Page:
What Can Be Wrong When My Kumquat Tree Keeps Losing Leaves?
Like shrubs, kumquat trees are slow-growing trees. They have thick branches, waxy leaves and produce a well-known citrus fruit. The trees are often planted to add color and texture to landscapes and are also grown indoors in containers. They produce aromatic white flowers in late spring and fruit in the fall. Unlike most citrus fruits, the peels are sweeter than the pulp.
Lack of Nitrogen
Kumquats that do not receive enough nitrogen are known to experience a variety of symptoms. Their oldest leaves, affected first, will being to fade from green to yellow and eventually fall from the tree. As trees lose their leaves, they are unable to produce enough food supply through photosynthesis and will see a large reduction in production of fruit.
Lack of Magnesium
With a lack of Magnesium, the leaf stems are first affected. Yellow spots begin to appear around the base of the stem and spread throughout the leave. As the leaves lose their color, they become more likely to fall off due to outside influences such as rain or wind. Eventually the tree's branches will also become affected, as well as fruit production throughout the tree.
- With a lack of Magnesium, the leaf stems are first affected.
- As the leaves lose their color, they become more likely to fall off due to outside influences such as rain or wind.
Fixing Nutrient Deficiency
To bring additional nitrogen into the kumquat tree, give the tree a slow-release fertilizer that has an NPK amount of 5-1-3 every six to eight weeks once a deficiency has been detected. Spread the fertilizer evenly at the base of the tree and water thoroughly. Be sure to always follow the directions on the product's label. Discontinue fertilization before the year's first frost begins, so that the tree will enter dormancy naturally.
To bring additional magnesium use Epsom salt. Spread the salt around the base of the tree using 2 tbsp. to cover the area. This should be done a few inches from the tree. Do not allow the salt to touch the tree. Water thoroughly. Give your citrus trees Epsom salts every two to three months, stopping before the first frost of the year.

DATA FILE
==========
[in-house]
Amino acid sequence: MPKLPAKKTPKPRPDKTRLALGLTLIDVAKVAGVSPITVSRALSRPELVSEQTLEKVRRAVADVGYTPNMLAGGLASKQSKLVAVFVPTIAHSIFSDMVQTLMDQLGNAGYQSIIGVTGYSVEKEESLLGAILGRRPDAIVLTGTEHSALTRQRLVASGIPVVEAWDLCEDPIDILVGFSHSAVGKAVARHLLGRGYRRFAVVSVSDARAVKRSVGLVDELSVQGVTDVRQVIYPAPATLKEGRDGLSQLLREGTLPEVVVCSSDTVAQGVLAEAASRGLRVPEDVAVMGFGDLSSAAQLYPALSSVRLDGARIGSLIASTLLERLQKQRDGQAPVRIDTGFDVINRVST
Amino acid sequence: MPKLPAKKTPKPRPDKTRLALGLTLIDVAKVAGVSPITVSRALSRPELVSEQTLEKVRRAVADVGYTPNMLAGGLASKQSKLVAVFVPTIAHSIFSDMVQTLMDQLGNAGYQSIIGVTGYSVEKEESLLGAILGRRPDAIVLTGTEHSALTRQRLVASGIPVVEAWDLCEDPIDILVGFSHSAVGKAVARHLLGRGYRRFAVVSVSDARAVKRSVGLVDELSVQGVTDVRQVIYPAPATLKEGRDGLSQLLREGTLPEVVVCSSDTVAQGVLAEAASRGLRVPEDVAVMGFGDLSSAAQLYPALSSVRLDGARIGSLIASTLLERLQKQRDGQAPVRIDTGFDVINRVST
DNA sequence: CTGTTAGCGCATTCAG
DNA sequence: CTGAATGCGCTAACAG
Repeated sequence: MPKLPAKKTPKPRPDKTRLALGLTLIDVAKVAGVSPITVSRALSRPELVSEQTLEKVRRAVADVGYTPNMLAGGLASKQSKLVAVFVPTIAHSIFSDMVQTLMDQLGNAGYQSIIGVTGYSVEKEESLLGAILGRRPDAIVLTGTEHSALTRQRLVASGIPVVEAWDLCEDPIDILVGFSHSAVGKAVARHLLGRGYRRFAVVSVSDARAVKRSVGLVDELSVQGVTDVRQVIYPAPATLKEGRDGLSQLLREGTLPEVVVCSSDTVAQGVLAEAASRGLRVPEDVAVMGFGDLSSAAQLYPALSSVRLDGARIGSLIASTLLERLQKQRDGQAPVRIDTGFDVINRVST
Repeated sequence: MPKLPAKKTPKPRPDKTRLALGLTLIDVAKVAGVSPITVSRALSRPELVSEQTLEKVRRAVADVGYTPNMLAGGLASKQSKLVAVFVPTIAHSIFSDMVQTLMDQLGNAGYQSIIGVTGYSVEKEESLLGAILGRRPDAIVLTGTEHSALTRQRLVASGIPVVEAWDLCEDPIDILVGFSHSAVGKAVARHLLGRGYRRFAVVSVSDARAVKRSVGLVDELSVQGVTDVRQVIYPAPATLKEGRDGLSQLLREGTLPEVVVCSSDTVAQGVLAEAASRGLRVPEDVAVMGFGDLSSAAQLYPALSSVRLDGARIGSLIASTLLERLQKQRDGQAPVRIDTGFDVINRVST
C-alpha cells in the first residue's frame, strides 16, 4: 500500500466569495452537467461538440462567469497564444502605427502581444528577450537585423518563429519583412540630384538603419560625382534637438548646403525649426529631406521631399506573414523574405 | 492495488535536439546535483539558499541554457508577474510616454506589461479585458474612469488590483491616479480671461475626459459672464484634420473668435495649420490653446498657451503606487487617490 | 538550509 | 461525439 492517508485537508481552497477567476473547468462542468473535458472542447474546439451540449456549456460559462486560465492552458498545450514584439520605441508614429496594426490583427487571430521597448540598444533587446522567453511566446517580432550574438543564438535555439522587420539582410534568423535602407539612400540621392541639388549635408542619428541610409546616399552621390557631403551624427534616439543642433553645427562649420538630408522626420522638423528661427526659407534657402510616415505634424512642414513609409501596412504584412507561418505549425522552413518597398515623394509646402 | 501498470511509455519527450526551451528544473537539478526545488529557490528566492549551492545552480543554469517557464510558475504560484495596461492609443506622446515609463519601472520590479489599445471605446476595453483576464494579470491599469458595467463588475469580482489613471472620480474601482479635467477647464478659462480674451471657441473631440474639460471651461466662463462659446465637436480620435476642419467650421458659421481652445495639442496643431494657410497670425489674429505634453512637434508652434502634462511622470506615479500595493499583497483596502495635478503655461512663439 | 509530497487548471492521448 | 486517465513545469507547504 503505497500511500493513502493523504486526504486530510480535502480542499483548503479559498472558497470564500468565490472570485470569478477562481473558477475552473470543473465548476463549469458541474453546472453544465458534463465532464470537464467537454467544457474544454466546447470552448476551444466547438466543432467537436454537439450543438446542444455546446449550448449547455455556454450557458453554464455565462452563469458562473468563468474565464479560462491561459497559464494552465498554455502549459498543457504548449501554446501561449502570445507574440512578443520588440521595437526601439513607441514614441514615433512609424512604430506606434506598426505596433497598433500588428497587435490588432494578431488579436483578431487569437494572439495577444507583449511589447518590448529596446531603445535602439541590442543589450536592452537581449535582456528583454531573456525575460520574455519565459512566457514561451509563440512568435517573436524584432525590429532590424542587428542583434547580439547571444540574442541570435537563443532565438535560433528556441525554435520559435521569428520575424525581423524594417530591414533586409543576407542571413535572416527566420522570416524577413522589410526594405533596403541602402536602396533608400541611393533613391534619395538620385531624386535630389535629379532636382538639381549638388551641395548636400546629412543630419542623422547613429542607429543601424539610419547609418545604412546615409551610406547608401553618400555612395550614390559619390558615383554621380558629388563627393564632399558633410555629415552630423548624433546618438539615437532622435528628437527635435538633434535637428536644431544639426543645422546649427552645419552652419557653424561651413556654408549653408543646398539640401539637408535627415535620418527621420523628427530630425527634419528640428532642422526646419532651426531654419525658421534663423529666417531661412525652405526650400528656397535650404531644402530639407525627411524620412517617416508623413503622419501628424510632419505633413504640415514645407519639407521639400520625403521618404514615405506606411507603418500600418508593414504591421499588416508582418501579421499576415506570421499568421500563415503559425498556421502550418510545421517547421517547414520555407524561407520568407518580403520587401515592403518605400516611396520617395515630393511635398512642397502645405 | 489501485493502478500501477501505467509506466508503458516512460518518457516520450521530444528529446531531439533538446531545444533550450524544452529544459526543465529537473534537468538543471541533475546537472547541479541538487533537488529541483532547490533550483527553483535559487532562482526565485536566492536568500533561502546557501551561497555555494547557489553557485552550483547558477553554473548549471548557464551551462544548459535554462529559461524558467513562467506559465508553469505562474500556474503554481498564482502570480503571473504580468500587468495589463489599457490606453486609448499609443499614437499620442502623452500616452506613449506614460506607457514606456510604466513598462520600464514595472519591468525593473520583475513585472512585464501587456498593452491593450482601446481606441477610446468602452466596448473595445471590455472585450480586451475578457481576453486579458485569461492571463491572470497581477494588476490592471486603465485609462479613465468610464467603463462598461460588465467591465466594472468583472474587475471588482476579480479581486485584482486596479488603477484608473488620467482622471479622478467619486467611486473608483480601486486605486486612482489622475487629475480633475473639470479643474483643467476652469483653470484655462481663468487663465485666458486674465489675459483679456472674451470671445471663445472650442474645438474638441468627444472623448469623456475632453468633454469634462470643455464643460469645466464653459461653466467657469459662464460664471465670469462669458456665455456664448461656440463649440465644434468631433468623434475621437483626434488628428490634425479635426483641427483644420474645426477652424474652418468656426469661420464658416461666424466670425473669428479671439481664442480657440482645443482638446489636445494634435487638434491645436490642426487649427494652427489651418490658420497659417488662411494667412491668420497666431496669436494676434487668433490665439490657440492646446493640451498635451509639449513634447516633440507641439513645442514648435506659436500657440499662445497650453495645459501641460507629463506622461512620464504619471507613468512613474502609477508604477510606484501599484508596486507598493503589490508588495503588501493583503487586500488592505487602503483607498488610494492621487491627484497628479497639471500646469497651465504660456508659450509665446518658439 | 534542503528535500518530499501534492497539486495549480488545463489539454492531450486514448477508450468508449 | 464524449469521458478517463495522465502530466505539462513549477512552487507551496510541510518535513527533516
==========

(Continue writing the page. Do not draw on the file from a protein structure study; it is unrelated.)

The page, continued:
- To bring additional nitrogen into the kumquat tree, give the tree a slow-release fertilizer that has an NPK amount of 5-1-3 every six to eight weeks once a deficiency has been detected.
Alternaria brown spot is known to affect kumquat trees and can cause leaf drops. Affected trees need to be treated with copper fungicide when new leaves are ¼ to ½ expanded. Another application should be done once the leaves are fully developed. Another fungal disease that can cause leaf drop is greasy spot. Copper fungicide is also used to treat this in the same manner. Lastly, the soil-borne disease Phytophthora, or root rot, can cause leaves to drop from Kumquat trees. Avoid wrapping or mulching trees to prevent this problem.
- Alternaria brown spot is known to affect kumquat trees and can cause leaf drops.
Pests like citrus psyllid and citrus red mites can infest trees, causing leaf distortion and dropping. An option for gardeners is to use a variety of oil sprays, such as pyrethrum spray. The infestations can appear as waxy bumps on the surface of the tree that suck away its sap, draining nutrients and water directly from the tree.
Kumquat trees are sensitive to fluctuating temperatures and will often respond with leaf drop. Trees can recover from this affliction by placing them in an area with a steady heat source.
- "Growing Citrus: The Essential Gardener's Guide": Martin Page: 2008
- Colorado State University: Department of Agriculture: Citrus Trees
- "Uncommon Fruits for Every Garden": Lee Reich: 2008